Similarly, U.S. Pat. No. 4,995,681, issued Feb. 6, 1991, to Clyde B. Parnell, discloses a "Built-In Ironing Center" wherein a first piece of a two-piece ironing board is pivoted about three horizontal axes of a wall cabinet, and the two-piece ironing board is further pivotable with respect to a plate about a vertical axis of a lazy-susan type support. The ironing surface can be set at three different elevations by use of two rods in cooperation with seven pairs of slots. Again, the Parnell ironing board retains some of the undesirable features of the ordinary board in that each time the board is uncollapsed from the wall cabinet, the rods must be latched in the appropriate slots, and each time the board is collapsed for storage in the wall cabinet, the rods must be unlatched from those slots. And, again, the support of the Parnell ironing board projects only at right angles from the wall cabinet and the ironing surface is confined to pivoting about the aforementioned vertical axis.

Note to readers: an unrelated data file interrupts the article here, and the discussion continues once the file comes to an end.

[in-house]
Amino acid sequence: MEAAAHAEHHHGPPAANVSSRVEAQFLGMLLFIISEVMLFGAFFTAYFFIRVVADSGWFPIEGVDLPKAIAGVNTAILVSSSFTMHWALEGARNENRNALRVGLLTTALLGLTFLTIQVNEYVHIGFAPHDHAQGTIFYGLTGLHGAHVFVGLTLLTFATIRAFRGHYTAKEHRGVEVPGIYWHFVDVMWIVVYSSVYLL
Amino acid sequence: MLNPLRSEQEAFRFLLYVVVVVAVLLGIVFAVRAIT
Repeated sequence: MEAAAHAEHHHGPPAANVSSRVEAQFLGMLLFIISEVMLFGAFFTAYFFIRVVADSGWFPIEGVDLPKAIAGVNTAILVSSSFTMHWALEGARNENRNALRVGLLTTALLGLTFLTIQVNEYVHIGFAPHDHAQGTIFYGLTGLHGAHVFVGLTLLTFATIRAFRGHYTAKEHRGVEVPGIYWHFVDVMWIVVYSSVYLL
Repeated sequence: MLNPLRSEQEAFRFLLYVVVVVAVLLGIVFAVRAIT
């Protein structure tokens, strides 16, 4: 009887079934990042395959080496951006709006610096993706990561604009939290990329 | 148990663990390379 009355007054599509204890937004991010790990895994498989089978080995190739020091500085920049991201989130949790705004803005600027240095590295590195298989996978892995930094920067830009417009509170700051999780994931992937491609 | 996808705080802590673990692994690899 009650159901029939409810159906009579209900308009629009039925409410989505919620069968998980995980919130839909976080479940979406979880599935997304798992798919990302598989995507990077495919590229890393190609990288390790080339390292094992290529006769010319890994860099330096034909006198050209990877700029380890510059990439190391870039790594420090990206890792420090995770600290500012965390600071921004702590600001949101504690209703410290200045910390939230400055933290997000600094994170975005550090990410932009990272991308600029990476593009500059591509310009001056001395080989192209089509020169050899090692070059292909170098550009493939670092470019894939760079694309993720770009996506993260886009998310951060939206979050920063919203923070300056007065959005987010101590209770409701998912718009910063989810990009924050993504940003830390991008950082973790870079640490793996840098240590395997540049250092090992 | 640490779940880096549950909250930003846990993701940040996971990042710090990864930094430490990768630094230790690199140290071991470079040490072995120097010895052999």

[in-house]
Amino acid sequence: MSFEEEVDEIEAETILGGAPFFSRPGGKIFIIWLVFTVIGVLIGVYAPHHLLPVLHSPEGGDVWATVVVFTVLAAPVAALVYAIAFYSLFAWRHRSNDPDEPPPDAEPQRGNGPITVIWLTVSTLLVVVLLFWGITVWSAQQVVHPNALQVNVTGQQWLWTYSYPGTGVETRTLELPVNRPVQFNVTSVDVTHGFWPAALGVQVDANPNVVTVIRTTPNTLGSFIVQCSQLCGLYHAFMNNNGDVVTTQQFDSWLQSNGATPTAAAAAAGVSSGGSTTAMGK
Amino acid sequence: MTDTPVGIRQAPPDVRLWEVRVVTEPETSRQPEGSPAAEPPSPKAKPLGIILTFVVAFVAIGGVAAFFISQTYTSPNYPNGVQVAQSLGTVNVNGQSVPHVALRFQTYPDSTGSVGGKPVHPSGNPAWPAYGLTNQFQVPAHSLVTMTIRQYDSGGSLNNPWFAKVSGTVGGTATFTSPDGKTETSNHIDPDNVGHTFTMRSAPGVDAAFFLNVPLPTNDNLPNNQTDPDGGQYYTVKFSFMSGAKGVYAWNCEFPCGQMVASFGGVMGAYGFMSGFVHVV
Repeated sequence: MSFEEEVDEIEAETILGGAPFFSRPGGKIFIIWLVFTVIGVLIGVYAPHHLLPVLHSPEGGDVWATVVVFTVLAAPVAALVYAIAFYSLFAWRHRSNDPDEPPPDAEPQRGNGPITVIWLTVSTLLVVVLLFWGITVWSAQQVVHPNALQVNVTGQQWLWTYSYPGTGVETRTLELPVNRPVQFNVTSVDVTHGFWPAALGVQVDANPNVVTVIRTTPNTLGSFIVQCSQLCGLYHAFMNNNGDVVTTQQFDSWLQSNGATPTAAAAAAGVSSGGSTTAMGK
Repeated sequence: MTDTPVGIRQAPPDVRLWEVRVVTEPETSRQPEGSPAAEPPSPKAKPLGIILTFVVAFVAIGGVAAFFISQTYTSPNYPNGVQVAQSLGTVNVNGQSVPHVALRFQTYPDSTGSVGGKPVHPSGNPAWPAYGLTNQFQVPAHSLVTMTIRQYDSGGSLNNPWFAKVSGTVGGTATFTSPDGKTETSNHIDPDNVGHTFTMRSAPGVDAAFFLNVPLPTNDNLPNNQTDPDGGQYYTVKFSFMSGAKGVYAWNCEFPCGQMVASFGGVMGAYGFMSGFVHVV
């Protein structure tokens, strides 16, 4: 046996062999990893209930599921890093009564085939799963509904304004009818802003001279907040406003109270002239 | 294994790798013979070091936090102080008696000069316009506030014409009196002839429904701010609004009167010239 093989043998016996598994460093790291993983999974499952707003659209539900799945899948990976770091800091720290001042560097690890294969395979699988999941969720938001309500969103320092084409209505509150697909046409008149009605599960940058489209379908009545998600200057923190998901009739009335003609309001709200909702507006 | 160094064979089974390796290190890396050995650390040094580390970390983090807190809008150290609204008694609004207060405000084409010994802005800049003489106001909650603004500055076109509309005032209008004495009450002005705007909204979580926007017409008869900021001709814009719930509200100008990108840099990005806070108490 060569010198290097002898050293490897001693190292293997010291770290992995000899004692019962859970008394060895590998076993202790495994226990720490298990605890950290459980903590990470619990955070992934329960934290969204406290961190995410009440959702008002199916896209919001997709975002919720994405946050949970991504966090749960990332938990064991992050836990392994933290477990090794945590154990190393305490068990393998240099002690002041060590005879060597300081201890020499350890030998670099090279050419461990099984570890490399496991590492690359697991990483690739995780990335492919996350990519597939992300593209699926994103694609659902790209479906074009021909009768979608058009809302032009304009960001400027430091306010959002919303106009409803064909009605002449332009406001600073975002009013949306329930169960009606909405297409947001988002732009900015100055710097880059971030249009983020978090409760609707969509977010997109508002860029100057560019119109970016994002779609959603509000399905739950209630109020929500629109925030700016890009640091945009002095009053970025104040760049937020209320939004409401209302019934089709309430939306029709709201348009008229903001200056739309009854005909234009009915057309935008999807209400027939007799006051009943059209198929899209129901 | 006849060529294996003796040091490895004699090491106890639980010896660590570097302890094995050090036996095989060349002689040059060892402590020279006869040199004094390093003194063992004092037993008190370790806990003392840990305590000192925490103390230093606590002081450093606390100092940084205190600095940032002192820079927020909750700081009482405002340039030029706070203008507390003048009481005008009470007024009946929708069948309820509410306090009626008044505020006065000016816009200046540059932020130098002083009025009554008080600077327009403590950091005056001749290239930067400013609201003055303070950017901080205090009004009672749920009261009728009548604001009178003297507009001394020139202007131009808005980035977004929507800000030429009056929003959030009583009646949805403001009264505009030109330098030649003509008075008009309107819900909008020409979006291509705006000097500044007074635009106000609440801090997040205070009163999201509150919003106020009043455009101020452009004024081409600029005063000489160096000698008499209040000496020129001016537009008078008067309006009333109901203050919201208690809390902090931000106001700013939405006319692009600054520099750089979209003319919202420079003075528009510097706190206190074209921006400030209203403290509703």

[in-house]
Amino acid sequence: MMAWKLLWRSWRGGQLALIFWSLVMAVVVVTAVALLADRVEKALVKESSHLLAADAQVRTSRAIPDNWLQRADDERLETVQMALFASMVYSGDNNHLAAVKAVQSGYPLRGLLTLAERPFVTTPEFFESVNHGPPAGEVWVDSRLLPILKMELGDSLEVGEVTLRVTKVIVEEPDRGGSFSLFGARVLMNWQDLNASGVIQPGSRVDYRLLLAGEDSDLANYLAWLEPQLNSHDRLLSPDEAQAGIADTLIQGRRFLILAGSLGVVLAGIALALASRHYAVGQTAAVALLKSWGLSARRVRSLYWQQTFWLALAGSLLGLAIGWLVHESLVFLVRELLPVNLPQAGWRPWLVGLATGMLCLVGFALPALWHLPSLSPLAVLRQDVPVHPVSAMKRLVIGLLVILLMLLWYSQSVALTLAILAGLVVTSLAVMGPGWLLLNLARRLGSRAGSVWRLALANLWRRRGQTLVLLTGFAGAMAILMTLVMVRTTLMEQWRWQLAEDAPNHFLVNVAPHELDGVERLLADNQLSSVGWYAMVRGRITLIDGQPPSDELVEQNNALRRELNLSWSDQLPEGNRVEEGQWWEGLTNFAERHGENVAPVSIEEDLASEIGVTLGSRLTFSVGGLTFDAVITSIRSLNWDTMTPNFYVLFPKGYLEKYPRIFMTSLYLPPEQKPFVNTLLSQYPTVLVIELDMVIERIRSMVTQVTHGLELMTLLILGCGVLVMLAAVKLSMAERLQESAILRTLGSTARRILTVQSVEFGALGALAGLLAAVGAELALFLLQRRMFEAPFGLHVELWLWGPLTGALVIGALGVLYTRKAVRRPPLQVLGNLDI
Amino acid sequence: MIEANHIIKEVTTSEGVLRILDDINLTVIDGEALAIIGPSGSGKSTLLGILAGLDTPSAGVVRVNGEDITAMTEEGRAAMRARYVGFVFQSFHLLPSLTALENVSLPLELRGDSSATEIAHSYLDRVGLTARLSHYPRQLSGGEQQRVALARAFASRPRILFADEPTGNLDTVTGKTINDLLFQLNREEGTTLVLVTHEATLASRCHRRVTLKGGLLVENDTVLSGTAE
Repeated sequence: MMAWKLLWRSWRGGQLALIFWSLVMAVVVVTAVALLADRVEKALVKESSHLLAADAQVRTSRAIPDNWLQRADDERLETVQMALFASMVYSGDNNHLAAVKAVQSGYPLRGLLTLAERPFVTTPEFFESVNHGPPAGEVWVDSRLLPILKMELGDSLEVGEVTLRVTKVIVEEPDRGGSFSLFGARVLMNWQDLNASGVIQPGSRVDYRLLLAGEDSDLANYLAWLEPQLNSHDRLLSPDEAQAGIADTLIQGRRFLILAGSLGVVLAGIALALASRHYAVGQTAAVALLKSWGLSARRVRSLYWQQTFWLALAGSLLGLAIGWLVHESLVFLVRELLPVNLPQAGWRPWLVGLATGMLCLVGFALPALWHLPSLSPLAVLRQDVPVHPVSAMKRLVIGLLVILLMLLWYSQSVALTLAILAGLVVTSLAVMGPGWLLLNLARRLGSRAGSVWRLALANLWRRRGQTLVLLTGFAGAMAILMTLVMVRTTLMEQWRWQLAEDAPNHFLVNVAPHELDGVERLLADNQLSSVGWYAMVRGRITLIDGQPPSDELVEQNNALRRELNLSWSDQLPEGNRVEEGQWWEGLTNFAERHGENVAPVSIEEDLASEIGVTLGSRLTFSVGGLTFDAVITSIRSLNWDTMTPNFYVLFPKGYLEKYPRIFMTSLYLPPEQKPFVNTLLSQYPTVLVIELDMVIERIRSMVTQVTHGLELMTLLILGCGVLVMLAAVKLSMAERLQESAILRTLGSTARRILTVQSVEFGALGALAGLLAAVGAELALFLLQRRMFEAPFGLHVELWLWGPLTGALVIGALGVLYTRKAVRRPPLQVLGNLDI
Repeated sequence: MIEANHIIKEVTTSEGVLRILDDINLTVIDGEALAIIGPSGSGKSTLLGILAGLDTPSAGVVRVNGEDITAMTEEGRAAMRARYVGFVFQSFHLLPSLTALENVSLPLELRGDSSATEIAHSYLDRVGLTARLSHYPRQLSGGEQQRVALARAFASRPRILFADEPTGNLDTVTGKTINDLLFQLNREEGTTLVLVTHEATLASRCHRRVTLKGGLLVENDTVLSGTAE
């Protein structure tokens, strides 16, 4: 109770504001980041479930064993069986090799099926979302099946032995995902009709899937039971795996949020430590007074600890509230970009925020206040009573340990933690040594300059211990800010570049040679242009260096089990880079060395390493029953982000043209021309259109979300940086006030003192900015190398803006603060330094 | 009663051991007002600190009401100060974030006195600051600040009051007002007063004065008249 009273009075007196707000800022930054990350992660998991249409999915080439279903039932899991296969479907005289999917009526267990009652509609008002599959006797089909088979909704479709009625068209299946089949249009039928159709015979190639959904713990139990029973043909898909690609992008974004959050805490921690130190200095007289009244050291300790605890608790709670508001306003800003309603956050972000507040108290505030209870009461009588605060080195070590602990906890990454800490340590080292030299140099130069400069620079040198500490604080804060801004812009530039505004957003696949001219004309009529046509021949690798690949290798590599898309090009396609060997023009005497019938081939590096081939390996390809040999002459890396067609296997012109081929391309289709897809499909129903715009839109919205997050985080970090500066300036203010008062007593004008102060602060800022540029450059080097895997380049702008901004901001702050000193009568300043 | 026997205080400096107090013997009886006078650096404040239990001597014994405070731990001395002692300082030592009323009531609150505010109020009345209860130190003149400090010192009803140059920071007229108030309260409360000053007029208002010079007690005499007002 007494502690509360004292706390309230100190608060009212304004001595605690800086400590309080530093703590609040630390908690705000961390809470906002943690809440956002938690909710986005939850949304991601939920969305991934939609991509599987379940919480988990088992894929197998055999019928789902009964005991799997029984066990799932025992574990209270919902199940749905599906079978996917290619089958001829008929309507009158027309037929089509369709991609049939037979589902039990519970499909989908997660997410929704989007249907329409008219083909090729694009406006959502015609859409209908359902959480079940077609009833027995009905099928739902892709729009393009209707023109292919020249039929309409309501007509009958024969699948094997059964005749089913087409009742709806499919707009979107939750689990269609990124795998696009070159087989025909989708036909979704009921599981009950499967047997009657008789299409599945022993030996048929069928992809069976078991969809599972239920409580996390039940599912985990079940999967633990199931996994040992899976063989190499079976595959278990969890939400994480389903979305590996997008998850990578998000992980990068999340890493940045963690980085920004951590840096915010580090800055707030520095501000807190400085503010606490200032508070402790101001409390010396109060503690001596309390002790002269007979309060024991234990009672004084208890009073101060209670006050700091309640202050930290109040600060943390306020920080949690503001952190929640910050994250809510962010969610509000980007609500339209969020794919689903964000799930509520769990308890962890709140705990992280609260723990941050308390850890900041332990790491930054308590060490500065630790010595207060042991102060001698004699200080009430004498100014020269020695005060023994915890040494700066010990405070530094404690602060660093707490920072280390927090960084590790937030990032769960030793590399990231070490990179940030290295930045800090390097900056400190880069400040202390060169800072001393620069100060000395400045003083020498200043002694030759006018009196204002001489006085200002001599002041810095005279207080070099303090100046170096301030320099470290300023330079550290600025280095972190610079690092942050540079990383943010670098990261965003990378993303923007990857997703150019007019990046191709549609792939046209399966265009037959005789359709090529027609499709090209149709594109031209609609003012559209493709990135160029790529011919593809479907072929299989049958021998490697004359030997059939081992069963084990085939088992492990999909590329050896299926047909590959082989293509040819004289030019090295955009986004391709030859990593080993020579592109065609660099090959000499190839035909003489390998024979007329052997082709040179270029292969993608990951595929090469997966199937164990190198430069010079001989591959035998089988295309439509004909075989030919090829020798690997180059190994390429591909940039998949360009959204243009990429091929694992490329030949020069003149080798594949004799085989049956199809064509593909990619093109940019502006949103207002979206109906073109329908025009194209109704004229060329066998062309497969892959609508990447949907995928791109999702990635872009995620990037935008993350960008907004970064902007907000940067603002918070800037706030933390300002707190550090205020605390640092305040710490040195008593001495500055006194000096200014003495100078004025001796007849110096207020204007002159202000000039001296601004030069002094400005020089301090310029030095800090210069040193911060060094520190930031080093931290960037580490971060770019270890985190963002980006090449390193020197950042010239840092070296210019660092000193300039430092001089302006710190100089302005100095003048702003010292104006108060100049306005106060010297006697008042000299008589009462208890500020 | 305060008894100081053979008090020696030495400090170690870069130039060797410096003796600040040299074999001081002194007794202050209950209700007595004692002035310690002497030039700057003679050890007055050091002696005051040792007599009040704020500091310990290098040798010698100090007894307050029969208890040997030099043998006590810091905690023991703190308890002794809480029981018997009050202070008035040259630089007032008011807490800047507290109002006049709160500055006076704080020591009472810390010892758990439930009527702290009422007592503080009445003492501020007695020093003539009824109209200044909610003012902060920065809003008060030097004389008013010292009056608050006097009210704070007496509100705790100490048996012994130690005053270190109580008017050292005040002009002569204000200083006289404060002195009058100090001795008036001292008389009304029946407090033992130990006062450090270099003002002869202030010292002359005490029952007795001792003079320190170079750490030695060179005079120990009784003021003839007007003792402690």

Another feature of most of the prior art ironing board devices is the angularly downwardly depending braces that are needed to provide acceptable stability to counter the thrusting moments created during the ironing process. Such braces are an invitation to danger for the fingers of toddlers who want to be near, but who may be beneath an ironing board out of sight of, an ironing parent.
Another feature of some of the prior art ironing board devices involves closing a doorway or blocking a passageway to use the devices.
What is needed is an ironing board that is latchless, both during preparation for use and during preparation for storage, that is not confined to pivoting about a single vertical axis, that does not have angularly downwardly depending supporting braces, that does not block a doorway or other passageway, and which is available in kit form for installation in an existing base cabinet.